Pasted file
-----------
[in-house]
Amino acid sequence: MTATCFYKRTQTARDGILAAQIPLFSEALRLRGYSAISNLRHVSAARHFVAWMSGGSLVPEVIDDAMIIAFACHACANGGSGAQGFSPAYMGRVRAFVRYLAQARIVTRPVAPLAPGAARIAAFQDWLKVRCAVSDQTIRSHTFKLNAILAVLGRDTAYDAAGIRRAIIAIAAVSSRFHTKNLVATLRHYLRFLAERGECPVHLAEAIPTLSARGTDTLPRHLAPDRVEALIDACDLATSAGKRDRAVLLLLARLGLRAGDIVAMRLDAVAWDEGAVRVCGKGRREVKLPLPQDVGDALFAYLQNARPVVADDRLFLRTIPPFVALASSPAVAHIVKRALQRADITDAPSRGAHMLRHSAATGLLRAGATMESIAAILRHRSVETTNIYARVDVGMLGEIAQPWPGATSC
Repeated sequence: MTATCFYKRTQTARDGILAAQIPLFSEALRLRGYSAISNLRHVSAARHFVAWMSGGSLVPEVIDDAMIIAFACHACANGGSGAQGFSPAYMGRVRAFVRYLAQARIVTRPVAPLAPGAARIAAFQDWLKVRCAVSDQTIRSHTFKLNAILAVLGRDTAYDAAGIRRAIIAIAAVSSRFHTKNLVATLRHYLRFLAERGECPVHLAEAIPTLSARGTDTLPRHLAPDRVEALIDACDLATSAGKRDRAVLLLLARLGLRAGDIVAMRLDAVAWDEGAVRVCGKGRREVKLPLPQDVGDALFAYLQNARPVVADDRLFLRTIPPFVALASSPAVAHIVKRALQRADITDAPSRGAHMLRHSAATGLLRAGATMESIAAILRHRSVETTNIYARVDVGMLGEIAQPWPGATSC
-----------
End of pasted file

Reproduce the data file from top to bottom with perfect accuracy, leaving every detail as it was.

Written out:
[in-house]
Amino acid sequence: MTATCFYKRTQTARDGILAAQIPLFSEALRLRGYSAISNLRHVSAARHFVAWMSGGSLVPEVIDDAMIIAFACHACANGGSGAQGFSPAYMGRVRAFVRYLAQARIVTRPVAPLAPGAARIAAFQDWLKVRCAVSDQTIRSHTFKLNAILAVLGRDTAYDAAGIRRAIIAIAAVSSRFHTKNLVATLRHYLRFLAERGECPVHLAEAIPTLSARGTDTLPRHLAPDRVEALIDACDLATSAGKRDRAVLLLLARLGLRAGDIVAMRLDAVAWDEGAVRVCGKGRREVKLPLPQDVGDALFAYLQNARPVVADDRLFLRTIPPFVALASSPAVAHIVKRALQRADITDAPSRGAHMLRHSAATGLLRAGATMESIAAILRHRSVETTNIYARVDVGMLGEIAQPWPGATSC
Repeated sequence: MTATCFYKRTQTARDGILAAQIPLFSEALRLRGYSAISNLRHVSAARHFVAWMSGGSLVPEVIDDAMIIAFACHACANGGSGAQGFSPAYMGRVRAFVRYLAQARIVTRPVAPLAPGAARIAAFQDWLKVRCAVSDQTIRSHTFKLNAILAVLGRDTAYDAAGIRRAIIAIAAVSSRFHTKNLVATLRHYLRFLAERGECPVHLAEAIPTLSARGTDTLPRHLAPDRVEALIDACDLATSAGKRDRAVLLLLARLGLRAGDIVAMRLDAVAWDEGAVRVCGKGRREVKLPLPQDVGDALFAYLQNARPVVADDRLFLRTIPPFVALASSPAVAHIVKRALQRADITDAPSRGAHMLRHSAATGLLRAGATMESIAAILRHRSVETTNIYARVDVGMLGEIAQPWPGATSC